Living Appropriately: Musings From a History Teacher in Colombia

So we typically have a quiz every Friday in our Modern History class, and they normally take up roughly the first half of the period. For the first couple weeks I didn’t really have a great plan in terms of what to do with the leftover 25 minutes or so that we had at the end of the quiz; as a first-year teacher I always try to be conscientious of maximizing our time in the classroom, and I’m probably tougher on myself than many other veteran teachers would be in this spot in terms of still feeling the need to prove myself as an effective educator and therefore not squandering any time. On the other hand, though, it’s tough to get the kids (not to mention myself, at times) to really dial in the focus on a Friday afternoon, plus I want the classroom to be a place where we can have fun from time to time too. So after a couple weeks of mulling this over, I came up with what I thought was a pretty neat solution: we would play History Jeopardy on Fridays after the quiz!

My inspiration for this was thinking back to our 6th grade social studies class with Mr. Fenster and how we always played “Current Events” on Fridays, which was basically the same type of game. I’m generally a big advocate of making learning as fun as possible and hope to continue discovering some effective ways to integrate creative games into my future classroom. But in any event, we’ve started doing this now for the past few weeks and it’s been pretty fun. The students seem to enjoy it, and as I hinted at before, I think it’s about as good of a compromise as I can come up with in terms of letting them be able to relax a bit on a Friday afternoon but still wanting them to engage in a worthwhile educational activity. The one caveat I would add to this is that after asking for their feedback on what categories we should have, I decided to expand it beyond a history-only affair; the categories we’ve had are History, Geography (this one was my own idea, as I love maps and also think it’s important for them to be able to know precisely where the events that we study took place), American Culture (mainly movies, T.V., and music), and then a “Grab-Bag”, random category.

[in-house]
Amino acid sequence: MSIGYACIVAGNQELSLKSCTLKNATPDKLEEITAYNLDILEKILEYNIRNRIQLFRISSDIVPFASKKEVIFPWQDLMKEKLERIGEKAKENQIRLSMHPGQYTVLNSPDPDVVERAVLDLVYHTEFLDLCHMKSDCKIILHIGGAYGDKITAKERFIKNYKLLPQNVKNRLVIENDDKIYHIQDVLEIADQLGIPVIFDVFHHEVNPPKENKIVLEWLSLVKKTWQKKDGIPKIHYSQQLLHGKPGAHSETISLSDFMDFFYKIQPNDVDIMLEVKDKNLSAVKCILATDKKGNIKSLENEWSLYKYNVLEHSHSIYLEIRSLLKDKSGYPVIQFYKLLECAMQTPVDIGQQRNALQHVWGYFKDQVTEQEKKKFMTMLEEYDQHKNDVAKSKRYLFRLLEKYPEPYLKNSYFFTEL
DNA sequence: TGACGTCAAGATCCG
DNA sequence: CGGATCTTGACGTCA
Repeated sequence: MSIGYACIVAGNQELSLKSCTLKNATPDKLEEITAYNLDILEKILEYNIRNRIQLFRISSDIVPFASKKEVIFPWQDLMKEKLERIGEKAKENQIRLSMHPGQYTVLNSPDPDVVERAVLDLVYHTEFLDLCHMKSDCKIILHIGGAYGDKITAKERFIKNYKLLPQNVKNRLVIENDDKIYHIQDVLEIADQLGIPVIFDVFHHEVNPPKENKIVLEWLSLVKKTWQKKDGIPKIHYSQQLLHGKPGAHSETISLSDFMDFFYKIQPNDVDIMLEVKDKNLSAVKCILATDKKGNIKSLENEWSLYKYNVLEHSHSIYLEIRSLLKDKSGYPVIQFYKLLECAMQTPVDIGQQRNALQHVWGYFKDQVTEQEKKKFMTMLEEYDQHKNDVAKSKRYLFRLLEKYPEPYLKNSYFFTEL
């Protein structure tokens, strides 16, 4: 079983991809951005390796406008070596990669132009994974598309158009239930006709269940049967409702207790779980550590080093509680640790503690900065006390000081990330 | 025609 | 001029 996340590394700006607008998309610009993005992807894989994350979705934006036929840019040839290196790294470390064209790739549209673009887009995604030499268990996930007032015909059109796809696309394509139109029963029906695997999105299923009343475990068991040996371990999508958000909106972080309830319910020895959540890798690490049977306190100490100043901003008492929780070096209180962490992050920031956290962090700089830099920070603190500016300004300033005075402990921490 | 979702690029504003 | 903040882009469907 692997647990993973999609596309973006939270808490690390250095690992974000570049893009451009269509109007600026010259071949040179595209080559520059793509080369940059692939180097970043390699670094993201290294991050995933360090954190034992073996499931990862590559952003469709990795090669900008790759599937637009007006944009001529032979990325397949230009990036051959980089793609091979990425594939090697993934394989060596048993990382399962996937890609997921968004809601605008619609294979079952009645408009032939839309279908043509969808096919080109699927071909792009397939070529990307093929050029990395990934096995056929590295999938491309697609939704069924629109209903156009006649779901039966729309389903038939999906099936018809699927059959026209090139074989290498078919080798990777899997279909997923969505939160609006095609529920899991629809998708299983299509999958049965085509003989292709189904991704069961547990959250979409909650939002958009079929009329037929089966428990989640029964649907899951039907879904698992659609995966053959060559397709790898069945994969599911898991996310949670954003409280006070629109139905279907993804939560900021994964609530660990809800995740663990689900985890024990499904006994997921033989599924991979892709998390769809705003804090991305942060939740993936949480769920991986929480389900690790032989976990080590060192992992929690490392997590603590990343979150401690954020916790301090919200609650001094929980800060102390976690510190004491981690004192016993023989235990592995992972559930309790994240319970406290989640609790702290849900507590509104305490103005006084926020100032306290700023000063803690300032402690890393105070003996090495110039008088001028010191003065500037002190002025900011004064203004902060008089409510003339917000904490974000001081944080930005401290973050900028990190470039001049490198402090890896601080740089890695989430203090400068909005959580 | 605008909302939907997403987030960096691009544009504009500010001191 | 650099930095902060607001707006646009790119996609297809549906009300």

My biggest surprise to this point was that nobody knows who Bill Murray is over here! Yes, that wonderfully talented gentleman of Saturday Night Live, Ghostbusters, Groundhog Day, and Lost in Translation fame: excellent productions all, but even beyond that, I think possibly my favorite celebrity that I can think of. Not that this is saying much, mind you–I generally have precious little love lost over celebrity culture, for various reasons–but the stories you hear about this guy from time to time are simply fantastic: showing up at some random college party in Scotland, drinking vodka and washing dishes into the wee hours; stealing a french fry from a guy at a fast-food joint, looking him straight in the eye and saying “nobody’s going to believe you,” etc. In short, his take on celebrity jives with what I would like to think mine would be if I were famous, i.e., something that is randomly surreal, something that one should have fun with from time to time, and something that should definitely never be taken too seriously.  So thanks, Bill…and DO come visit Taiwan sometime and introduce yourself to the wonderful people here, I’m sure you’d love it.

Lost in Translation

Cheers, Bill

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Andrew Leniton